The Court of Appeal judgment in the Chagos Islanders (Diego Garcia) case and its predecessor, the Divisional Court judgment (and for completeness see also the 1999 and in particular 2000 judgments in the previous litigation and Ousley J's judgment on a separate issue) make fairly interesting reading, not only for lawyers and those interested in civil liberties or constitutional law but also for historians.
The whole sorry history of the affair is fairly lengthy and all of the judgments above, particularly the more recent Divisional Court one, go into it in detail. Shortly put, back in the 60s the US wanted a nice big airbase in the Indian Ocean: at the time, I guess, to keep an eye on China but it's been important in the US's more recent adventures as well. We had an appropriate island to offer, unfortunately it had some people on it. Actually, that seems to have passed some people in the FCO by: witness this, from Laws LJ's judgment in Bancoult No 1, at para 13:
There is a manuscript note by another official which comments on this minute. It refers to "a certain old fashioned reluctance to tell a whopping fib, or even a little fib, depending on the number of permanent inhabitants". A note dated 24 August 1966 to an official, Mr D A Greenhill, quotes a minute from the Permanent Under Secretary (I assume at the Colonial Office). The Permanent Under Secretary unburdened himself thus:
'We must surely be very tough about this. The object of the exercise was to get some rocks which will remain ours; there will be no indigenous population except seagulls who have not yet got a committee (the Status of Women Committee does not cover the rights of birds).'
This attracted a comment from Mr D A Greenhill, who spoke the same language:
'Unfortunately along with the birds go some few Tarzans or Men Fridays whose origins are obscure, and who are being hopefully wished on to Mauritius etc. When this has been done I agree we must be very tough and a submission is being done accordingly.'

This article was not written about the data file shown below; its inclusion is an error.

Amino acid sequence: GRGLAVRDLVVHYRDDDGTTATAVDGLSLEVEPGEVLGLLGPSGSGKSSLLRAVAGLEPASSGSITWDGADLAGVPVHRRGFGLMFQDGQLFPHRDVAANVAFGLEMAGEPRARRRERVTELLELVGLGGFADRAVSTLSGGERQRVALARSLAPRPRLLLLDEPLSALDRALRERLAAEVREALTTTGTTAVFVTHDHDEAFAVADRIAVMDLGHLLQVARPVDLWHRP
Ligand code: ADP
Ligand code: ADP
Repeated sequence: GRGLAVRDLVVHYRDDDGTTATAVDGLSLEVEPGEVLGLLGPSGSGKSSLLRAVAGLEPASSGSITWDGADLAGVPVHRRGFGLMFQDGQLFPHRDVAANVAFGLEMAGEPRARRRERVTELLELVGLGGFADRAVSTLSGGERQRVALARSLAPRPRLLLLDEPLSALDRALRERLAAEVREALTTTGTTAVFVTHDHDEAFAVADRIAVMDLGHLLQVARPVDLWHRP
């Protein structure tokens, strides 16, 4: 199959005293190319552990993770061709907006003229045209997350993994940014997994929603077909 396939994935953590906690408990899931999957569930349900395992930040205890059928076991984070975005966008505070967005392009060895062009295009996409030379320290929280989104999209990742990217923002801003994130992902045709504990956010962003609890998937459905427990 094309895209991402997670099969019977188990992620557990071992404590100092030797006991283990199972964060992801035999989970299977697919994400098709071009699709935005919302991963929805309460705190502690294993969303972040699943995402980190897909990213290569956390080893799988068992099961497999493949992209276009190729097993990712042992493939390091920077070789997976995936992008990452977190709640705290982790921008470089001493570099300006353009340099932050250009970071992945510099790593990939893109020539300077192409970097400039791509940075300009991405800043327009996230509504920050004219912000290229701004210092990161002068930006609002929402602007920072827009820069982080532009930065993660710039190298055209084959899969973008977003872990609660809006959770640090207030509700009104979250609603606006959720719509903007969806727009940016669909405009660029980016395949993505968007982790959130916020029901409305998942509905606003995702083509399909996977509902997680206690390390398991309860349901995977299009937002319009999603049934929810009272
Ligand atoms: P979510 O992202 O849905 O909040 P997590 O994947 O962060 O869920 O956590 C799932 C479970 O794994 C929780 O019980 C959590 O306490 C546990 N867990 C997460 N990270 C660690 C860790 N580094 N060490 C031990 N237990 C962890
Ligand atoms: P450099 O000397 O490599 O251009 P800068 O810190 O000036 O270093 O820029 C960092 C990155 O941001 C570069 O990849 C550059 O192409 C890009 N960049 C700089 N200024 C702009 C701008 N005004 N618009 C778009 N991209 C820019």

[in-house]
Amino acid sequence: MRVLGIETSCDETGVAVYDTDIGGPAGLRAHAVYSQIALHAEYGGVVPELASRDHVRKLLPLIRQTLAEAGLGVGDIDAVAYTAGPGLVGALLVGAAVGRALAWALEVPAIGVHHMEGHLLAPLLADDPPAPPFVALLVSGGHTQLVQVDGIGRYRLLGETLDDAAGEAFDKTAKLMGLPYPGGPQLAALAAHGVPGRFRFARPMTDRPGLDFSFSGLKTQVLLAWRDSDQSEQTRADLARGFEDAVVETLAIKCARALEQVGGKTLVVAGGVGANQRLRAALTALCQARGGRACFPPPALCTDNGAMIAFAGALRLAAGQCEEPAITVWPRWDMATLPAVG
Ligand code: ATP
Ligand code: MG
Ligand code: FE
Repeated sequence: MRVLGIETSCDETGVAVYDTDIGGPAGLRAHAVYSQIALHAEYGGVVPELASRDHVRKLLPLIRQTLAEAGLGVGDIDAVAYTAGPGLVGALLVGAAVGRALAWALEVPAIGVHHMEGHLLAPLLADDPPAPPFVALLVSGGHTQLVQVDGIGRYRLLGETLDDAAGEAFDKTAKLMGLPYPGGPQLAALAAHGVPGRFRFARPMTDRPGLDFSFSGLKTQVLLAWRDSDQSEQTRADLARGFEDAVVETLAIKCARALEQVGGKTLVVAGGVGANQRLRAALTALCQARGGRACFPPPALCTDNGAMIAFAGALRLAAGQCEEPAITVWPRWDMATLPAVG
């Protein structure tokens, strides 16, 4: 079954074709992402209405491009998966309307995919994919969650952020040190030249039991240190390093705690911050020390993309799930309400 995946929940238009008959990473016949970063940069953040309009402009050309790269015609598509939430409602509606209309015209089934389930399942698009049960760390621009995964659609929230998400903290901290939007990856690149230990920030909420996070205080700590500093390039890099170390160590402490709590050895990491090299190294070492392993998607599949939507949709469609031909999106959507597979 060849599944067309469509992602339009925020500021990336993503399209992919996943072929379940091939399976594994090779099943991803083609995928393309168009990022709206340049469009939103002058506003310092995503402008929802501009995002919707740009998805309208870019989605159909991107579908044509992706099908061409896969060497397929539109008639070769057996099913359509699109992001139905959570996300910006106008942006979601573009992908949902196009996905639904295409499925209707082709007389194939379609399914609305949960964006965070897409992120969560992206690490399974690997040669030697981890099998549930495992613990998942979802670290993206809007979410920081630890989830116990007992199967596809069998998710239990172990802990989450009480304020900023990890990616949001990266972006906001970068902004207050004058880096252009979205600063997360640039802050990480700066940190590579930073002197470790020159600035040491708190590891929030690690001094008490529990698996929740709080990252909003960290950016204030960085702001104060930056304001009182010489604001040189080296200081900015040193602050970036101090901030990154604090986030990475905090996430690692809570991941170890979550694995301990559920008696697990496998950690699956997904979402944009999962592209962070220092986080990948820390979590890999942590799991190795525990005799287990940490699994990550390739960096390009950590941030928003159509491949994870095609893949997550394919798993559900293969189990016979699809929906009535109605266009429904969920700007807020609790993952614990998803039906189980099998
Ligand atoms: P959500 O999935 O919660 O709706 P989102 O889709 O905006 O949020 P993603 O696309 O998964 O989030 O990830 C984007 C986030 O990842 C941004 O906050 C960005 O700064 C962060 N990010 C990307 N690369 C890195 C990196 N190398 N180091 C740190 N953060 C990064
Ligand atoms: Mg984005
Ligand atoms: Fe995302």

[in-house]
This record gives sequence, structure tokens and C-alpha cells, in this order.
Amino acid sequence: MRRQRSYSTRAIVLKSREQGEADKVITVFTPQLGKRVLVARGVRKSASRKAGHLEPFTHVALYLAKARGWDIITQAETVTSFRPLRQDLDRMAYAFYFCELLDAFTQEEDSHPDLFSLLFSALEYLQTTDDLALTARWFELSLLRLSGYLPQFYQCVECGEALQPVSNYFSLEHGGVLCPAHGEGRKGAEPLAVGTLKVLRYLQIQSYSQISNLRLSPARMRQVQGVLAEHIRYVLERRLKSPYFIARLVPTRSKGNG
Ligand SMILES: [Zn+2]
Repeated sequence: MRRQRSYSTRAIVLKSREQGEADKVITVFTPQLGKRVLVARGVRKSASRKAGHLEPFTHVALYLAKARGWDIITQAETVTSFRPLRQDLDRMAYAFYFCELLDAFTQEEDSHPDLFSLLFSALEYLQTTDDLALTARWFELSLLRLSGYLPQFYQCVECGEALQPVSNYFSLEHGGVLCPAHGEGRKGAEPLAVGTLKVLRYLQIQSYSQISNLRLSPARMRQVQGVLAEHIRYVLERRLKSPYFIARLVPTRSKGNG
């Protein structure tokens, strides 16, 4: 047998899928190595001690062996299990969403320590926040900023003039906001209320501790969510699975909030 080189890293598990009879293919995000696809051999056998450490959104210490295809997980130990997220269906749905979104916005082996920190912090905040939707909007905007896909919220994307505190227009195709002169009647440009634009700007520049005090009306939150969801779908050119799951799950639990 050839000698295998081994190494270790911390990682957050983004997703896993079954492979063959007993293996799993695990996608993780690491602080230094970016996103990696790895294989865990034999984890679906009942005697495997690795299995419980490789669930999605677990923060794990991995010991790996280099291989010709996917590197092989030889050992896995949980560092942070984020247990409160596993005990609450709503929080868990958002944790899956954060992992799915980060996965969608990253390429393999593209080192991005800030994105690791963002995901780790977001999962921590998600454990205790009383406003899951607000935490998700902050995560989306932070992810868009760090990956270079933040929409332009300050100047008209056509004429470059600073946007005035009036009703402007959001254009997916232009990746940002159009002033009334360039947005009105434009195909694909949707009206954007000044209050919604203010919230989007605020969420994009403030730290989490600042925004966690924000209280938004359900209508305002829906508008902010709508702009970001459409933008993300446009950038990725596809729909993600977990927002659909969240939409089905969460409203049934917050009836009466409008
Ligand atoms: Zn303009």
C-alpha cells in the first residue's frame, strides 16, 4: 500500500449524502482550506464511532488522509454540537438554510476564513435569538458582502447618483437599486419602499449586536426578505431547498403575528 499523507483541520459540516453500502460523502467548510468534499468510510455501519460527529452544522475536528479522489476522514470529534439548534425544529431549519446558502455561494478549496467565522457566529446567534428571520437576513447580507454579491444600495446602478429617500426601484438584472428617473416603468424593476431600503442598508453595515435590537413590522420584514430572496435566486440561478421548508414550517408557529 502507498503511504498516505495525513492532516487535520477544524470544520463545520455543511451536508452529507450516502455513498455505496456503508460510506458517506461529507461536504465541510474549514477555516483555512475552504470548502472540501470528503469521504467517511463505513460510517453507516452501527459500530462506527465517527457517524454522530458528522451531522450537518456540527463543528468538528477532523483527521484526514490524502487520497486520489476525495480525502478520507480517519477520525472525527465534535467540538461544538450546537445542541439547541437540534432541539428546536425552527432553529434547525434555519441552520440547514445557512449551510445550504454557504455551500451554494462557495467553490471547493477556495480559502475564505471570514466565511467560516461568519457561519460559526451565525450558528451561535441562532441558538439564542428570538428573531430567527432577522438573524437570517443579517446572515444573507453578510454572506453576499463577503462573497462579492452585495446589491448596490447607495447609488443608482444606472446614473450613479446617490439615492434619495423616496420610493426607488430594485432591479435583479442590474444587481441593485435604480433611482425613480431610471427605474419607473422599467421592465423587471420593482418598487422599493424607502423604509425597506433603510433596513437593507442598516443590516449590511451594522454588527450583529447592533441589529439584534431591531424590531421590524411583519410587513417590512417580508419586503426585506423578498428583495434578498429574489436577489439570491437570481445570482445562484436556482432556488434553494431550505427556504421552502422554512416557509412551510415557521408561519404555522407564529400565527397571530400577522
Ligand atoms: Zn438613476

(There's a lot of this kind of attitude in the memos recorded in the judgments, which I confess to finding blackly comic. I'm particularly fond of the refreshing candour of
'the territory is a non-self-governing territory and there is a civilian population even though it is small. In practice, however, I would advise a policy of 'quiet disregard'—in other words, let's forget about this one until the United Nations challenge us on it.' )
The islanders were chucked off, to Mauritius and elsewhere, and in recent years have been trying to undo all this: the 1971 Ordinance that originally banned them was overturned in Bancoult No 1, after which Robin Cook, then Foreign Secretary appeared to accept the decision, saying that new arrangements would be made and he didn't seek to defend the actions of the 1960s government. But when the new Indian Ocean Immigration Order came in in 2004 -after Cook's departure of course- it made being in the islands without a permit an offence punishable by three years in prison, and it became clear they were never going to be allowed home. It is entirely coincidental that B52s and Stealths were flying from Diego Garcia to bomb Iraq in the intervening years, and vague and unsubstantiated allegations that Diego Garcia is a hub for "extraordinary rendition" flights are of course utterly beneath contempt. Nevertheless, Mr Bancoult of the islanders renewed his campaign (and in the meantime the President of Mauritius threatened to take his state out of the Commonwealth if the UK Government did not reconsider).
Well, the islanders won in Bancoult No 2 at first instance as well, and now the Court of Appeal has upheld the Divisional Court. Given that Sedley LJ was one of the three members of the court I suspect that the Government rather expected that: if your case is going to rely on the proposition that the exercise of the Royal Prerogative outside the UK in matters of colonial governance is not subject to judicial review he's hardly the man you want. When you had Laws first time round, you surely begin to suspect the Listing Office of political views. Turns out, unsusprisingly, that it is: at para 64:
the royal prerogative, while the common law accords it a very large area of judgment and discretion in colonial matters, is not unlimited or unreviewable. There's a fair bit on legitimate expectations (arising out of what Cook said after Bancoult No 1) as well. On to the Lords, I suspect, but there's a pretty good chance they'll do no better there. Good. In the meantime, this may, oddly enough, have some relevance to a case I'm working on (bearing in mind that there are many CDTs and similar for whom the Crown in Privy Council can legislate and several of them are in the business of fiscal efficiency, to use a polite term).
And if the title of this post is drawing a blank, get thee to the IMDB.